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Re: Metcal vs JBC
« Reply #13 on: September 15, 2015, 03:30:13 pm »
John,

I didn't watch the video, but I can assure you that the last spring claw I soldered (Gotoh Floyd Rose) with the Metcal MX-5000 and sttc-136 (0.1 inch chisel) was absolutely no problem.

I also have the sttc-117 0.2 inch wide chisel that will transfer a lot of heat if needed...

John

The 5000 series is 80W. I think it would probably struggle a bit at 40W, regardless of brand.  That was my only point.  Monkeh was wondering why I thought 80W is a better choice.  Just for PCBs, I don't think it matters either way.

It's really too bad that I can't just rent one somewhere.  I'd love to take one for a try for a day or two and see for myself how it performs. $800 is a lot for yet another soldering iron.  I feel like I'm turning into a collector, or something. :)
« Last Edit: September 15, 2015, 03:37:37 pm by John Coloccia »
 

Online Monkeh

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Re: Metcal vs JBC
« Reply #14 on: September 15, 2015, 03:44:41 pm »
Excuse the hilariously badly rigged videos in which I can't see what I'm doing or use two hands.





The above spring claw shouldn't faze this..
 

Offline zapta

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Re: Metcal vs JBC
« Reply #15 on: September 15, 2015, 04:40:55 pm »
It's really too bad that I can't just rent one somewhere.  I'd love to take one for a try for a day or two and see for myself how it performs. $800 is a lot for yet another soldering iron.  I feel like I'm turning into a collector, or something. :)

Are you at the SF Bay Area?
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Offline John Coloccia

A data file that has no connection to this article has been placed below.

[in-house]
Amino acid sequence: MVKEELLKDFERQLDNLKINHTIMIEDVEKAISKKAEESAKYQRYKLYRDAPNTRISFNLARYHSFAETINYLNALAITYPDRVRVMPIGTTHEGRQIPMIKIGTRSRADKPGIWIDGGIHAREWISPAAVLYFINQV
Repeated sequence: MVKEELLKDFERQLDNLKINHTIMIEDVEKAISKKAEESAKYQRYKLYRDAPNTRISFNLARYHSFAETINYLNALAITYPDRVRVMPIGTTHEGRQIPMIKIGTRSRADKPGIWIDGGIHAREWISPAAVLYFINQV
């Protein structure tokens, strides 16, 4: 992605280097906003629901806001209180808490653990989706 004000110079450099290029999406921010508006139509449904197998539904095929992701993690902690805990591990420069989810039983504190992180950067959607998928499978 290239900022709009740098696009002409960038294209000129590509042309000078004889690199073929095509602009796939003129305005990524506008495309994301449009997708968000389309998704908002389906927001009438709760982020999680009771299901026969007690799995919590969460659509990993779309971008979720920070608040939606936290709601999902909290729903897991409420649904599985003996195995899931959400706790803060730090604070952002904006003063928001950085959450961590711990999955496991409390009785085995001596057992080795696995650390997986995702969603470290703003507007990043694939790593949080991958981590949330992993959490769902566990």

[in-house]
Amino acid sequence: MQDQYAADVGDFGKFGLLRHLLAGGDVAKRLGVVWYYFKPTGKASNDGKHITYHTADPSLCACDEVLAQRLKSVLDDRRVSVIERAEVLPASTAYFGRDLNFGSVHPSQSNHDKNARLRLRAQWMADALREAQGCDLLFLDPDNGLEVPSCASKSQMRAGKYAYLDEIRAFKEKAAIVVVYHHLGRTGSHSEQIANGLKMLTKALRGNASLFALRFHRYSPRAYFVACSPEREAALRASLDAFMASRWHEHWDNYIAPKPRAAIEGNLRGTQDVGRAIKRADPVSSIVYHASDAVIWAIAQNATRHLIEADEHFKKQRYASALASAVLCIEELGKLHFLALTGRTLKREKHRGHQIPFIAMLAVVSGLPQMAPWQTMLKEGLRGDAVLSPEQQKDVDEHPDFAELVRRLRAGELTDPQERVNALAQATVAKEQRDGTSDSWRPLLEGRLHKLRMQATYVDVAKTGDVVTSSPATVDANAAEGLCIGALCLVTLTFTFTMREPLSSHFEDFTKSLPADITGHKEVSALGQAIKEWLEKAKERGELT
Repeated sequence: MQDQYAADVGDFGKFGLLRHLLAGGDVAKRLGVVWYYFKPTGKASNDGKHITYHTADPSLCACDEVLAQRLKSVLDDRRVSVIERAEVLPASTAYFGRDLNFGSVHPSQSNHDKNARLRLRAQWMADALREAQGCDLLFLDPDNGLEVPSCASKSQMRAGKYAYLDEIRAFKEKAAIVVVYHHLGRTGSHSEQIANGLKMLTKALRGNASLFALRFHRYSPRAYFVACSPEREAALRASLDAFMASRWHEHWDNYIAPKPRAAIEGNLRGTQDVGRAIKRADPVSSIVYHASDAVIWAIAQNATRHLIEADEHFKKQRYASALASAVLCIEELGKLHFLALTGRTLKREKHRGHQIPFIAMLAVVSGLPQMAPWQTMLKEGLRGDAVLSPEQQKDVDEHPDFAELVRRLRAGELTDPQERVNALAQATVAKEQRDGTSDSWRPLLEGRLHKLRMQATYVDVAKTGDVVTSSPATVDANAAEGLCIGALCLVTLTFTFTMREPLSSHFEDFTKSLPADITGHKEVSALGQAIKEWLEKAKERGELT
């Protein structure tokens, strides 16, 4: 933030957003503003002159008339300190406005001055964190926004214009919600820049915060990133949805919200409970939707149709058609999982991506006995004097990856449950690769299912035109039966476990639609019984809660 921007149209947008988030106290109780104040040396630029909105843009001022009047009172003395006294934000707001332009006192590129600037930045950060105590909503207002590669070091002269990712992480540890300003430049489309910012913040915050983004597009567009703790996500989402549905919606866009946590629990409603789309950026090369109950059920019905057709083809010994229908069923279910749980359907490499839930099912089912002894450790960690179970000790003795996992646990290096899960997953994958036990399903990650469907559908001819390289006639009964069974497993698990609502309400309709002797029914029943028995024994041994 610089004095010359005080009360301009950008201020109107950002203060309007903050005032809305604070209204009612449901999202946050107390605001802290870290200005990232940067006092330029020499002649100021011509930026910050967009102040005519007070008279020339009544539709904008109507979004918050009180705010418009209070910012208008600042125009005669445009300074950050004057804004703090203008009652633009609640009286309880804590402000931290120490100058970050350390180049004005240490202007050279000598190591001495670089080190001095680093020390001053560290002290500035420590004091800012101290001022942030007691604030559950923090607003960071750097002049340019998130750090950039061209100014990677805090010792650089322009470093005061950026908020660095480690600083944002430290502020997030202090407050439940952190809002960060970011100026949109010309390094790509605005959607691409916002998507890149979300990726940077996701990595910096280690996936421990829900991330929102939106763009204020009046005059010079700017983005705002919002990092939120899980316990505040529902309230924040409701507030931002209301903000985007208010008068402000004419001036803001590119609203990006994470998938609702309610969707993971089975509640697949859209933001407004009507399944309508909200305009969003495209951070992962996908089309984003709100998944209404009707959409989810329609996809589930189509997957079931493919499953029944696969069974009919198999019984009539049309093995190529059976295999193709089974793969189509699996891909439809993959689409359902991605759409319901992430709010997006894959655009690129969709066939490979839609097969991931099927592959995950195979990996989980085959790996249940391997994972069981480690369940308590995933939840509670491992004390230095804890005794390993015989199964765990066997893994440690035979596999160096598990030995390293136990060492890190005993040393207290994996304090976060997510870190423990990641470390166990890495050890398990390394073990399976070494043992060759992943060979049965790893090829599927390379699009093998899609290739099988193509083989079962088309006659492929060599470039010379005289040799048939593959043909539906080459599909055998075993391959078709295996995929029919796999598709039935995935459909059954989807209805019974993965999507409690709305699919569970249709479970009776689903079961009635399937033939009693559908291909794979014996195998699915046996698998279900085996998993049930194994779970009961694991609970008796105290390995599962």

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Re: Metcal vs JBC
« Reply #16 on: September 15, 2015, 05:10:53 pm »
It's really too bad that I can't just rent one somewhere.  I'd love to take one for a try for a day or two and see for myself how it performs. $800 is a lot for yet another soldering iron.  I feel like I'm turning into a collector, or something. :)

Are you at the SF Bay Area?

Connecticut these days. I did some hard time in Sunnyvale 10 years ago.  :)

I did see your suggestion about buying used. Meh...nothing in general against used gear, but this is for my business.  It pretty much just needs to work out of the box, and stay that way for a long time with no fiddling, figuring, abuse or any other baggage that often comes with used gear. So much stuff like this gets beat to hell, and then when all the flaky switches, connections and other maladies get annoying enough it gets sold. I've seen that time and time again. I'd consider one from a trusted source, like if I had a local buddy that I knew and he was selling one, but it's just too much hassle otherwise.
« Last Edit: September 15, 2015, 05:17:33 pm by John Coloccia »
 

Offline onesixright

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Re: Metcal vs JBC
« Reply #17 on: September 15, 2015, 07:55:13 pm »
Hey John,

FYI  https://europe.okinternational.com/europe-web-store/english/globalnavigation/Europe-Webstore-Product-Detail?productId=cd34458f-17cc-40a0-b0fc-9a59d1c32966

A MX5201 with 3x (free) STTC-136 tips, i don't think its a bad price, but its in their Europe store, not sure how thats is in the US.
 

Offline timofonic

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Re: Metcal vs JBC
« Reply #18 on: September 15, 2015, 08:30:59 pm »